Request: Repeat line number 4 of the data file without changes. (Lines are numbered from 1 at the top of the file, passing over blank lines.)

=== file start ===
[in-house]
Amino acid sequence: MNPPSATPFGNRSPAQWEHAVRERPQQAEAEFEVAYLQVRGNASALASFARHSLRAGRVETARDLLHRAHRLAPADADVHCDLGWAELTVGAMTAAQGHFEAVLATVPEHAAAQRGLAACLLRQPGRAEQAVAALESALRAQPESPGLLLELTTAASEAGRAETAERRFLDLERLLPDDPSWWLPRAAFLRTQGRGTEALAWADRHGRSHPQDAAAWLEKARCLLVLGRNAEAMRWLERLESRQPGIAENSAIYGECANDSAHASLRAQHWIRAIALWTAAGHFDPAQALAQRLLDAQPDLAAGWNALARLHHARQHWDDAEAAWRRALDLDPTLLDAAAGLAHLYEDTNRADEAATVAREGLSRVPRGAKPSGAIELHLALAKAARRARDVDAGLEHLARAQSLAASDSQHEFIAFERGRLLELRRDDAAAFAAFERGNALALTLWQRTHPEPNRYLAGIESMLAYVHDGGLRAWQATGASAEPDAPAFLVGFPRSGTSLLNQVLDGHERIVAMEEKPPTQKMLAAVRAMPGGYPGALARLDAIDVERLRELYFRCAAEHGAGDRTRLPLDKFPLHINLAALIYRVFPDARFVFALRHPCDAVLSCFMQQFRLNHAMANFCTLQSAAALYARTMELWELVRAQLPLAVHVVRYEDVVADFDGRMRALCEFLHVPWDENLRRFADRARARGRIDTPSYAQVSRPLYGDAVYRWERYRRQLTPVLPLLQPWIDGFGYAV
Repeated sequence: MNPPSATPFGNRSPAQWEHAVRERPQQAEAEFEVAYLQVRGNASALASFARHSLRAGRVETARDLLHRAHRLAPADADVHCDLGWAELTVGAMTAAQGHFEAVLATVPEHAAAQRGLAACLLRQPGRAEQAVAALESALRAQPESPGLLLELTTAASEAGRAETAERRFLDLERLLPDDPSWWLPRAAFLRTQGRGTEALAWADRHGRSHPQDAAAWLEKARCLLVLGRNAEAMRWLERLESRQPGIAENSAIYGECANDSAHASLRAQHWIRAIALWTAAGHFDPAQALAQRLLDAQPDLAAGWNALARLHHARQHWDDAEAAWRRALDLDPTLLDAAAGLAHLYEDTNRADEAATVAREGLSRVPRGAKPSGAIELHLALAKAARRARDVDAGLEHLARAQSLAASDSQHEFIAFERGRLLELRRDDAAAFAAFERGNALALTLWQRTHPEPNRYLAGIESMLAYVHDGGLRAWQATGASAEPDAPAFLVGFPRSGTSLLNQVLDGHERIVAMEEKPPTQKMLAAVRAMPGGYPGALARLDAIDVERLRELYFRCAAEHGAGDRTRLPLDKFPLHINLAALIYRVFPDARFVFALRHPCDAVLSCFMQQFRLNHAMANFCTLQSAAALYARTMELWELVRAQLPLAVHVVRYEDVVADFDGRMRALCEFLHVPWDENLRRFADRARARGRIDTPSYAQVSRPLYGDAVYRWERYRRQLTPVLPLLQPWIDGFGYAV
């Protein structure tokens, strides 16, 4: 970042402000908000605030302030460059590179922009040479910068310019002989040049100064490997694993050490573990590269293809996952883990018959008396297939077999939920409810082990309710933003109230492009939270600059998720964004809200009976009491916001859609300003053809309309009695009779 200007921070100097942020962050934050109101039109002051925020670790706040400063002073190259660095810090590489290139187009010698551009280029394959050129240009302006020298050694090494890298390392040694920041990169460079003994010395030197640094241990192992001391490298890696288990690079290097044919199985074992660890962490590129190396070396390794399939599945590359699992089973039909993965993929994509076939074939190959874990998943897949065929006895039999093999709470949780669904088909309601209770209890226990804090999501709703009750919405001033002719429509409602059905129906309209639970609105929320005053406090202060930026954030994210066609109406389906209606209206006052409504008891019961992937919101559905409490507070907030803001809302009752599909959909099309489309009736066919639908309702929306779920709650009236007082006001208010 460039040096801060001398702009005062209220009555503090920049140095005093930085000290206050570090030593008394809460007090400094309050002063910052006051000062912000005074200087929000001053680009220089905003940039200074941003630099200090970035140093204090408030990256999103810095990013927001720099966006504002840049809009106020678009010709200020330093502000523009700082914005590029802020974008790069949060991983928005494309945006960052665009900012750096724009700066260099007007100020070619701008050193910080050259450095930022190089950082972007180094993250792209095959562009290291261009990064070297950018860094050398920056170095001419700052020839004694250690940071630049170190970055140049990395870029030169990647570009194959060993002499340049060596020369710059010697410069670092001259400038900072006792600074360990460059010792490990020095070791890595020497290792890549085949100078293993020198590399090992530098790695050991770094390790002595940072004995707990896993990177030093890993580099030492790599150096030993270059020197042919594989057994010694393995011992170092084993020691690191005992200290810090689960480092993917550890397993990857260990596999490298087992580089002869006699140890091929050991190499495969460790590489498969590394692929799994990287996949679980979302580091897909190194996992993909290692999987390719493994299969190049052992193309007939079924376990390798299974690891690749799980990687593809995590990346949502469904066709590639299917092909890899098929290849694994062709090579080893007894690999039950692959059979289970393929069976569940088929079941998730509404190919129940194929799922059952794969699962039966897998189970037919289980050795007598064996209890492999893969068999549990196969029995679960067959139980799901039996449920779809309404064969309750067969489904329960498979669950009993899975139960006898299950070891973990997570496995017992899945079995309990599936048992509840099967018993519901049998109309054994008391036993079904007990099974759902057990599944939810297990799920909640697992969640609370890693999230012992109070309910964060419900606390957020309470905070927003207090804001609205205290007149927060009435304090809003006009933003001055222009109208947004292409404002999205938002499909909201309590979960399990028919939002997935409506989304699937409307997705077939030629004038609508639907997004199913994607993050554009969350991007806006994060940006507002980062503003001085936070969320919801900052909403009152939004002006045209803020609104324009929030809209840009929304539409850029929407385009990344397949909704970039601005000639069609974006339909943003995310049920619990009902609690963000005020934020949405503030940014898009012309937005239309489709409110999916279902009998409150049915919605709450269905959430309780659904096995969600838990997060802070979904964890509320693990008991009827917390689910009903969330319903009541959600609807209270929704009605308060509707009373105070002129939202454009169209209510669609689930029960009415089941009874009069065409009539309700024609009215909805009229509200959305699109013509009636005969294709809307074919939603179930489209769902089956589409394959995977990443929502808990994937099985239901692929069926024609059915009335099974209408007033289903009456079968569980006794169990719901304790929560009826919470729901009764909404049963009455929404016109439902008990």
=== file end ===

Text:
């Protein structure tokens, strides 16, 4: 970042402000908000605030302030460059590179922009040479910068310019002989040049100064490997694993050490573990590269293809996952883990018959008396297939077999939920409810082990309710933003109230492009939270600059998720964004809200009976009491916001859609300003053809309309009695009779 200007921070100097942020962050934050109101039109002051925020670790706040400063002073190259660095810090590489290139187009010698551009280029394959050129240009302006020298050694090494890298390392040694920041990169460079003994010395030197640094241990192992001391490298890696288990690079290097044919199985074992660890962490590129190396070396390794399939599945590359699992089973039909993965993929994509076939074939190959874990998943897949065929006895039999093999709470949780669904088909309601209770209890226990804090999501709703009750919405001033002719429509409602059905129906309209639970609105929320005053406090202060930026954030994210066609109406389906209606209206006052409504008891019961992937919101559905409490507070907030803001809302009752599909959909099309489309009736066919639908309702929306779920709650009236007082006001208010 460039040096801060001398702009005062209220009555503090920049140095005093930085000290206050570090030593008394809460007090400094309050002063910052006051000062912000005074200087929000001053680009220089905003940039200074941003630099200090970035140093204090408030990256999103810095990013927001720099966006504002840049809009106020678009010709200020330093502000523009700082914005590029802020974008790069949060991983928005494309945006960052665009900012750096724009700066260099007007100020070619701008050193910080050259450095930022190089950082972007180094993250792209095959562009290291261009990064070297950018860094050398920056170095001419700052020839004694250690940071630049170190970055140049990395870029030169990647570009194959060993002499340049060596020369710059010697410069670092001259400038900072006792600074360990460059010792490990020095070791890595020497290792890549085949100078293993020198590399090992530098790695050991770094390790002595940072004995707990896993990177030093890993580099030492790599150096030993270059020197042919594989057994010694393995011992170092084993020691690191005992200290810090689960480092993917550890397993990857260990596999490298087992580089002869006699140890091929050991190499495969460790590489498969590394692929799994990287996949679980979302580091897909190194996992993909290692999987390719493994299969190049052992193309007939079924376990390798299974690891690749799980990687593809995590990346949502469904066709590639299917092909890899098929290849694994062709090579080893007894690999039950692959059979289970393929069976569940088929079941998730509404190919129940194929799922059952794969699962039966897998189970037919289980050795007598064996209890492999893969068999549990196969029995679960067959139980799901039996449920779809309404064969309750067969489904329960498979669950009993899975139960006898299950070891973990997570496995017992899945079995309990599936048992509840099967018993519901049998109309054994008391036993079904007990099974759902057990599944939810297990799920909640697992969640609370890693999230012992109070309910964060419900606390957020309470905070927003207090804001609205205290007149927060009435304090809003006009933003001055222009109208947004292409404002999205938002499909909201309590979960399990028919939002997935409506989304699937409307997705077939030629004038609508639907997004199913994607993050554009969350991007806006994060940006507002980062503003001085936070969320919801900052909403009152939004002006045209803020609104324009929030809209840009929304539409850029929407385009990344397949909704970039601005000639069609974006339909943003995310049920619990009902609690963000005020934020949405503030940014898009012309937005239309489709409110999916279902009998409150049915919605709450269905959430309780659904096995969600838990997060802070979904964890509320693990008991009827917390689910009903969330319903009541959600609807209270929704009605308060509707009373105070002129939202454009169209209510669609689930029960009415089941009874009069065409009539309700024609009215909805009229509200959305699109013509009636005969294709809307074919939603179930489209769902089956589409394959995977990443929502808990994937099985239901692929069926024609059915009335099974209408007033289903009456079968569980006794169990719901304790929560009826919470729901009764909404049963009455929404016109439902008990």